Like the first time, I got an interesting experience at the Fleetinselklink with the German national health care system. Most people are insured with a public health insurance company, but if you have enough money, you can pay extra for private insurance, which pays for better services -- pricier doctors, fancier private rooms, services that usually aren't paid for, and so on. The Fleetinselklink specializes in orthopedics among other things, often treating sports injuries -- my doctor there does nothing but knees. Ordinarily, they only take patients with private insurance, but my insurance company apparently has some sort of deal with them, so I could go. The clinic doesn't have its own patients' rooms per se -- instead, it uses a wing of a five-star hotel situated in the same building. So for two days I got to live in the swank hotel, getting meals prepared in the hotel kitchen and brought up on silver platters, with nurses and physiotherapists fussing over me all day long.



(Which reminds me of another thing I noticed when my knee was injured the first time -- it sucks, to be sure, but it isn't all bad. Not only do I get pampered in the five-star hotel, when I go about on crutches people are really nice to me. They're always holding the door open for me, I always get a seat on the subway, and people are always bring me stuff or carrying things for so that I don't have to do it myself. Most of the time I can do these things on my own, but I let them do it, because that my would-be benefactors are disappointed if I deprive them of the opportunity to show the cripple a little kindness. There really is a good side to just about everything.)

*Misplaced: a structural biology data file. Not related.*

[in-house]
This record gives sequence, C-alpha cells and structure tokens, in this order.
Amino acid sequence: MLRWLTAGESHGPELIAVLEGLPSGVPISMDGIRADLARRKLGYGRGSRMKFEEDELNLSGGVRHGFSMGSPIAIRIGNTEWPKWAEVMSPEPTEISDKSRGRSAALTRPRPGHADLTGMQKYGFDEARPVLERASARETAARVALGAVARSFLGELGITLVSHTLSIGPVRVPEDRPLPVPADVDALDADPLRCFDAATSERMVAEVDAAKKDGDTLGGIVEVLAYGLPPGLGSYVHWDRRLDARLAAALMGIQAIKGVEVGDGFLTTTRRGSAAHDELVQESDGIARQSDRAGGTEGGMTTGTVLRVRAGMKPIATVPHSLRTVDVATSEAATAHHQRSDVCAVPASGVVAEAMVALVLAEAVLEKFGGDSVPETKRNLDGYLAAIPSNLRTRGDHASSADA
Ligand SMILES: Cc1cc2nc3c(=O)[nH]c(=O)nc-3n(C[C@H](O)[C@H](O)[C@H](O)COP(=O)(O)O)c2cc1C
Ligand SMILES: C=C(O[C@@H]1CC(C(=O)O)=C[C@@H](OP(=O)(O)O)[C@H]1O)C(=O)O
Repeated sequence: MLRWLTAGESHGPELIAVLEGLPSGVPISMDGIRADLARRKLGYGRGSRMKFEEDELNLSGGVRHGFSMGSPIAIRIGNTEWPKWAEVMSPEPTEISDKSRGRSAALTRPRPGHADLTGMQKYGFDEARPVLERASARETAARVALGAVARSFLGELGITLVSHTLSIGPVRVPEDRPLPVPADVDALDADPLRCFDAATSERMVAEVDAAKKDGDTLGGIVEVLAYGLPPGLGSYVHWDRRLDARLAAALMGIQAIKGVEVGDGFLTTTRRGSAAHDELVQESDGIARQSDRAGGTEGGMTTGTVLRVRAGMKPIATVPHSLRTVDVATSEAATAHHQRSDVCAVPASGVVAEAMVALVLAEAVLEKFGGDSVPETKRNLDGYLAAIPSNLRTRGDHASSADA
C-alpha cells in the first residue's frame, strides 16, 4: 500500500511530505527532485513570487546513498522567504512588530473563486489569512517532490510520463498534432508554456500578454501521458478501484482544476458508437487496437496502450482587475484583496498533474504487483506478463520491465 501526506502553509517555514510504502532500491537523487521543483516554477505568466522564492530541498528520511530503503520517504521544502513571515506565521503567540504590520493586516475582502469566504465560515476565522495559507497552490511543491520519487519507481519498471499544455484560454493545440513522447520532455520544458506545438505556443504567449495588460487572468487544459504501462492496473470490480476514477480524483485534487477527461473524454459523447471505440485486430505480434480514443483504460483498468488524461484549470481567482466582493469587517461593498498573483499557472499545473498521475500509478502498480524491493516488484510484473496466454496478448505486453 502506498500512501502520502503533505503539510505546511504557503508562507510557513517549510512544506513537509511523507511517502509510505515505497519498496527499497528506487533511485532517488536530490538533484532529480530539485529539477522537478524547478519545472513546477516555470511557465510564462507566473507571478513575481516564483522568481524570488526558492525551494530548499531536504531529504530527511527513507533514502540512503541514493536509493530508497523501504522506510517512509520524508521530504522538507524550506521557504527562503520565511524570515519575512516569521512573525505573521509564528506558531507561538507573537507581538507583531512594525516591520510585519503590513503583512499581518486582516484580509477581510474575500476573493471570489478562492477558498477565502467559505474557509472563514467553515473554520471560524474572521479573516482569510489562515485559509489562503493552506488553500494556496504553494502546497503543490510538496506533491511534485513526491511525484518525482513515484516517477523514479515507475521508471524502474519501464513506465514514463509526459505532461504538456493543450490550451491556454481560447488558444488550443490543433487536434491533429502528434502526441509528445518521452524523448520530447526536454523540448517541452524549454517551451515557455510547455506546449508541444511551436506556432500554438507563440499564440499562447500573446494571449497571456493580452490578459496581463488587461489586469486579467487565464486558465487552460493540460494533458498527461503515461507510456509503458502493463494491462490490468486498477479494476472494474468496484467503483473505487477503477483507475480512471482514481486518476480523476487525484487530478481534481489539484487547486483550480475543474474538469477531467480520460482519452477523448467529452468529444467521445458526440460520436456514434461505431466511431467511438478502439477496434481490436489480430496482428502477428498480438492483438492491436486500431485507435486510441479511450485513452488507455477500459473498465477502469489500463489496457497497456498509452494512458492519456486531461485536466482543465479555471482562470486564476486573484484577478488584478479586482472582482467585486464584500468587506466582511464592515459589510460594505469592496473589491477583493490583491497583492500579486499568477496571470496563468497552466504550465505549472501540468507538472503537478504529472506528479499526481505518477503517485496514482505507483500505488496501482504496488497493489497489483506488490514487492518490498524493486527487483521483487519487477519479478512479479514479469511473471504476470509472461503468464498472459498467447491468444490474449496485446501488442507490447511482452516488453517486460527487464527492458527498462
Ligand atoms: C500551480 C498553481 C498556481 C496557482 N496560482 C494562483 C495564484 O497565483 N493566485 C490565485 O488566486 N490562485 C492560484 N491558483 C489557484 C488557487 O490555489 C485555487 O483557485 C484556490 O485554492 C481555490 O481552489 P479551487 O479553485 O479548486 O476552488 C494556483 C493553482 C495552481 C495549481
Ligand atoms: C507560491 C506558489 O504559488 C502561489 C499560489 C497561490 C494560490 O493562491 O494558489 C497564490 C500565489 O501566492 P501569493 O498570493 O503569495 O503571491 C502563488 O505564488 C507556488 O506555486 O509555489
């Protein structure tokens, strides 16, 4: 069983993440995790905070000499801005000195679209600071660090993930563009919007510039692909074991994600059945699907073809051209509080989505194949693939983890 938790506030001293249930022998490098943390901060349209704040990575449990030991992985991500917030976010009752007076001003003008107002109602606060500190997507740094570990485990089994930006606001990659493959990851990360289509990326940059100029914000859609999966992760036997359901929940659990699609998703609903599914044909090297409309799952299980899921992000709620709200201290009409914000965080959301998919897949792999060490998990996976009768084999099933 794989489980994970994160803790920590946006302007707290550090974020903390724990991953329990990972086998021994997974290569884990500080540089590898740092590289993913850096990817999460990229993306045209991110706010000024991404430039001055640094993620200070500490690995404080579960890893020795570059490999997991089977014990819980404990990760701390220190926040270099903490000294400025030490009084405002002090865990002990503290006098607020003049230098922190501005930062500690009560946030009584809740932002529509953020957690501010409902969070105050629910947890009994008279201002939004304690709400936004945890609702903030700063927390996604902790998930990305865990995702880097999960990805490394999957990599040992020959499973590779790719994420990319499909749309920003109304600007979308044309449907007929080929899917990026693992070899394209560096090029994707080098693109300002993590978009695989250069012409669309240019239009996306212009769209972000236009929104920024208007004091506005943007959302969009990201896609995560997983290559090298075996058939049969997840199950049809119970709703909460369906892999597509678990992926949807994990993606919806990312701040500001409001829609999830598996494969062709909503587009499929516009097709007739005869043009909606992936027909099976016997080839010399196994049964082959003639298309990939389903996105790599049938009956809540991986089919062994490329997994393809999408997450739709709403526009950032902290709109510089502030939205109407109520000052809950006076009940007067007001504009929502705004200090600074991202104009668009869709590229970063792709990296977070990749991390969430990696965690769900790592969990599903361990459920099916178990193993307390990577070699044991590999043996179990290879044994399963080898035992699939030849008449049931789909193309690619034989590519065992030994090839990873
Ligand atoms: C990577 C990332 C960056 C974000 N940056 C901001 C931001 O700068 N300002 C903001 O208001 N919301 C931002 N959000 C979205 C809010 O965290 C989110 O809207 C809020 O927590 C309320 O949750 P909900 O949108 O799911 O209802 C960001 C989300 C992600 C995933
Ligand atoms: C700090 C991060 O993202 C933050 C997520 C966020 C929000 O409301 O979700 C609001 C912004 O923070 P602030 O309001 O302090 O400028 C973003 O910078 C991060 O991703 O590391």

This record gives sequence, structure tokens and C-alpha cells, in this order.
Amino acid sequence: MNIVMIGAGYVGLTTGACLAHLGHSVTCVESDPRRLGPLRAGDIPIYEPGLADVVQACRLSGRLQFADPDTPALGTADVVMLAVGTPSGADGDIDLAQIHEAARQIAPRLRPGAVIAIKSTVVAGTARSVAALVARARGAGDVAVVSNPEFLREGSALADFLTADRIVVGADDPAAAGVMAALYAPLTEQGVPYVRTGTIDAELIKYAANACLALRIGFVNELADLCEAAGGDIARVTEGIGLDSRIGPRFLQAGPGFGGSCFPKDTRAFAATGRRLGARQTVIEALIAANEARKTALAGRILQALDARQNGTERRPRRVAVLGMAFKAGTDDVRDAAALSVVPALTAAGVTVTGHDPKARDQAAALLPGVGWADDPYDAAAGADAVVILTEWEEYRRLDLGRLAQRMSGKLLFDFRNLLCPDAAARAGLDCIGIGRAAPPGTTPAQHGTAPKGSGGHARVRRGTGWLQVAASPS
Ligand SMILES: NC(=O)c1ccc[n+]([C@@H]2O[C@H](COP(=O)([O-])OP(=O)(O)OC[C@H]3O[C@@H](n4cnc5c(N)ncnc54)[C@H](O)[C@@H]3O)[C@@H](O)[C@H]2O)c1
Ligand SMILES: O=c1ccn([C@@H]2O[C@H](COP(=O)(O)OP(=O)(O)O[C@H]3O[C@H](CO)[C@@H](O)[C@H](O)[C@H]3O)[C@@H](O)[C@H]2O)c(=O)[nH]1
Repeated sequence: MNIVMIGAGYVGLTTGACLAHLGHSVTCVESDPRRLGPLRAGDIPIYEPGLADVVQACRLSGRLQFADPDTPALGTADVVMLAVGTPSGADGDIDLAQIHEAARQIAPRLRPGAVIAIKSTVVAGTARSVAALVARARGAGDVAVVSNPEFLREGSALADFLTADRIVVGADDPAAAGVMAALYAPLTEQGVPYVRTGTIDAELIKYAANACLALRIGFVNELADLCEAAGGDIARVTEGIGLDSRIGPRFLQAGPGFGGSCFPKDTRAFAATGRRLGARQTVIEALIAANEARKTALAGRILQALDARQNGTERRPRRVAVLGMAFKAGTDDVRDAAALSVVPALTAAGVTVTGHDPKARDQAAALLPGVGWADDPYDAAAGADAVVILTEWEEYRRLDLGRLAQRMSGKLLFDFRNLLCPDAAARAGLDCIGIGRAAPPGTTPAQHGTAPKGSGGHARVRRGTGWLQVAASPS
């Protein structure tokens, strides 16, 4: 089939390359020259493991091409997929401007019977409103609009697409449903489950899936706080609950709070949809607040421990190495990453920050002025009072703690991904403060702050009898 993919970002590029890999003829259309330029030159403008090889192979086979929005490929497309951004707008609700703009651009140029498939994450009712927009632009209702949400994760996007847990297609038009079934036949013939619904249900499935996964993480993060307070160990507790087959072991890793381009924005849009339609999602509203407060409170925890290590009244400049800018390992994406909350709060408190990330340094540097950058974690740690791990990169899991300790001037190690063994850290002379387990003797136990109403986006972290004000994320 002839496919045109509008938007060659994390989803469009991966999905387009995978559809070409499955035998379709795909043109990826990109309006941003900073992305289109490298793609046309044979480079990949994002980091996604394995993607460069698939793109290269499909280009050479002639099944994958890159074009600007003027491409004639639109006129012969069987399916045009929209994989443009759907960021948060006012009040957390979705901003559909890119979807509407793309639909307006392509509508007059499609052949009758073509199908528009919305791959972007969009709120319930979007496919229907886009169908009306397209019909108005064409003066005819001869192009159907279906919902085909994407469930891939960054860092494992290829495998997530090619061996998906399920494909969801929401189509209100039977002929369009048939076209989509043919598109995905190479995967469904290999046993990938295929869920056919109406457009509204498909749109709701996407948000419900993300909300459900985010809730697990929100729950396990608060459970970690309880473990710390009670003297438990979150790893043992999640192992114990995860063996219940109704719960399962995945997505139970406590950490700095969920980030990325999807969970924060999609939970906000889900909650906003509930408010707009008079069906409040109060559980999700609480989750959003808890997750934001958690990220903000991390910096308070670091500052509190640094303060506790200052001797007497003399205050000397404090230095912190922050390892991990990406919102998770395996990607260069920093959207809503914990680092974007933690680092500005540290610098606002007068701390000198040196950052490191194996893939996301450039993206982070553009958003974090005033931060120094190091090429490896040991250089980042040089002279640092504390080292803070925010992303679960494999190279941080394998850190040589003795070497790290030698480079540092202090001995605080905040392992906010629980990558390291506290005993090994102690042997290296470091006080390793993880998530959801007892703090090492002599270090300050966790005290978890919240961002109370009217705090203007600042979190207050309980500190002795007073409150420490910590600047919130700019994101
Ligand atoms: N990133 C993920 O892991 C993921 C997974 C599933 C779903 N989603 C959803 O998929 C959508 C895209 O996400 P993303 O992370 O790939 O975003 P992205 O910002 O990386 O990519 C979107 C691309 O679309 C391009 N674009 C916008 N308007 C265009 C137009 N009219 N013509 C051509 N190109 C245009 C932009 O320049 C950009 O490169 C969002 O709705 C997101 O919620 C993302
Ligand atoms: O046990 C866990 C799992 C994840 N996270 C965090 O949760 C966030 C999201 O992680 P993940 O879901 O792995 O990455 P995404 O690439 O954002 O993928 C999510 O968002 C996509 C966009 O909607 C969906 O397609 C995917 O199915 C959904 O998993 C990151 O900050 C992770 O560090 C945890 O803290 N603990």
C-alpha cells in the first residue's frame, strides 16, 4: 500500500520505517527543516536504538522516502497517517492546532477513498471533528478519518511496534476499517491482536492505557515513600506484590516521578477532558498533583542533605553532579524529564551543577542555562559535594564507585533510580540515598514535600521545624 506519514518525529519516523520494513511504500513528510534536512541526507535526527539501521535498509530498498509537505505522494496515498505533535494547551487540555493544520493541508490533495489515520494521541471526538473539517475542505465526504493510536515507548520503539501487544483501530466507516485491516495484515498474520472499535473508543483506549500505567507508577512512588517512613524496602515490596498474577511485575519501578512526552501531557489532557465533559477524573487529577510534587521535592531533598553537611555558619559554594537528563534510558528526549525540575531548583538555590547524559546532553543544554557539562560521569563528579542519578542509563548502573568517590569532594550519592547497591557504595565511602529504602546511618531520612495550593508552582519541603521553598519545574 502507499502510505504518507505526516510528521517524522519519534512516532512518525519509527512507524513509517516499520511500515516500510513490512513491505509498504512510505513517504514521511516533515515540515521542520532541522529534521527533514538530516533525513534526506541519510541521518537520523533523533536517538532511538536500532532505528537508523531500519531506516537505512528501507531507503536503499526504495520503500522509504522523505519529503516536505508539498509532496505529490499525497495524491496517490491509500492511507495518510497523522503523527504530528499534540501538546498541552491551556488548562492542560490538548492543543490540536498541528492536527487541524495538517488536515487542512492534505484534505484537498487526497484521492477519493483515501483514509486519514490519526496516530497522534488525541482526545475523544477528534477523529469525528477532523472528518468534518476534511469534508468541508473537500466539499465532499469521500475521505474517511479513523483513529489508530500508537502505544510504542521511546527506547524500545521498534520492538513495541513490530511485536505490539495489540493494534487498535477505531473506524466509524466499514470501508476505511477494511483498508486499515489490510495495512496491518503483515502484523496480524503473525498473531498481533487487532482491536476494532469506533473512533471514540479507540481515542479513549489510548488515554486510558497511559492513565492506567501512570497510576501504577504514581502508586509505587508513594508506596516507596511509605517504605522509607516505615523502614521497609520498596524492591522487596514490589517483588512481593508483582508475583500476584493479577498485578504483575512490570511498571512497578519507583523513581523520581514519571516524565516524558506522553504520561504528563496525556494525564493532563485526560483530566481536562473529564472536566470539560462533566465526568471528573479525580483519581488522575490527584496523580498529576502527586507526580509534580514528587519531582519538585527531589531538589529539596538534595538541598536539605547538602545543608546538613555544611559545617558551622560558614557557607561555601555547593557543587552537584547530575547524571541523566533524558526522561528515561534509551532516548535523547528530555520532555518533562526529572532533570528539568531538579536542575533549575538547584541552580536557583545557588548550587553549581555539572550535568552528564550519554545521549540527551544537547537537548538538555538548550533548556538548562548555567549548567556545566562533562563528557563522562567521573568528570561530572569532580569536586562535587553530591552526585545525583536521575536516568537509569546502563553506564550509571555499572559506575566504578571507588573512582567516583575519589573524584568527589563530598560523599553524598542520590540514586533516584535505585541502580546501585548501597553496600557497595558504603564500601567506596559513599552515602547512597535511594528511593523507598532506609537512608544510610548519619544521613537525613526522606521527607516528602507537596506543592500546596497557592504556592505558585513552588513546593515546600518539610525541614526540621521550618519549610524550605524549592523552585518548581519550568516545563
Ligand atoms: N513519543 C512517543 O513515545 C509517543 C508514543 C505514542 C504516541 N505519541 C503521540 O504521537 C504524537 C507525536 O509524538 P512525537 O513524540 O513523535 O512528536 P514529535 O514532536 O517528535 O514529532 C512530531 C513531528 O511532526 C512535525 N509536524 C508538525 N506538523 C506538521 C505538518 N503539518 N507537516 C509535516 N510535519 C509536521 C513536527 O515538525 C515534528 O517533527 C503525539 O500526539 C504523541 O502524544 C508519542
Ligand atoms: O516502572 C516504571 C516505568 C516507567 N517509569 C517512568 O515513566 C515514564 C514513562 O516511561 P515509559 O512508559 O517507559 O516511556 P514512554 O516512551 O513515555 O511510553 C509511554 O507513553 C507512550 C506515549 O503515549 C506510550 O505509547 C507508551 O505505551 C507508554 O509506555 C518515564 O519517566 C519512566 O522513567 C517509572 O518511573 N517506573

Anyway, the arthroscopy may have actually turned out to bring some good news, because the doctor got a look at the tendon transplant and said that it's a little stretched, but doesn't seem to be torn at all. The meniscus, however, was damaged pretty serverely, and he had to scoop a lot of it out. Nevertheless, if the replaced ligament is intact, then with some work I might be able to recover from this injury, and it might end up even better than it was before. That's what I'm hoping for at any rate. Right now, I'm going everywhere on crutches, even short distances, will probably start physiotherapy again pretty soon, and can return to boxing school in about six weeks after the operation. I'll find out more next week.



So what have I learned from all this? Well for one thing, when you're on the mat, always stay on the balls of your feet, heels up, so that when you turn your leg, your foot turns with it and you don't take all of the rotation in your knee. Don't keep your shoe flat on the mat, like I did, and your knee will be fine. Gonna have to work on that.



But most importantly, the whole experience has made it very clear to me what I want, focusing my energies on a goal, more than I have in a long time. I am determined to box. I've had to give up on a sport because of my knee once before -- basketball, with the jumps and pivot steps, is about the toughest activity for a knee ligament, and I haven't played again since November 26th, 2003. But boxing has already become a passion that I refuse to give up without a fight. Metaphorically, I've already had my first knockdown after all. Right now, I'm in the process of getting back up off the mat, shaking off the pain and the shock, gathering my wits and concentrating on what I've learned -- jab, jab, and then the RIGHT HOOK, WHAM! I can't wait.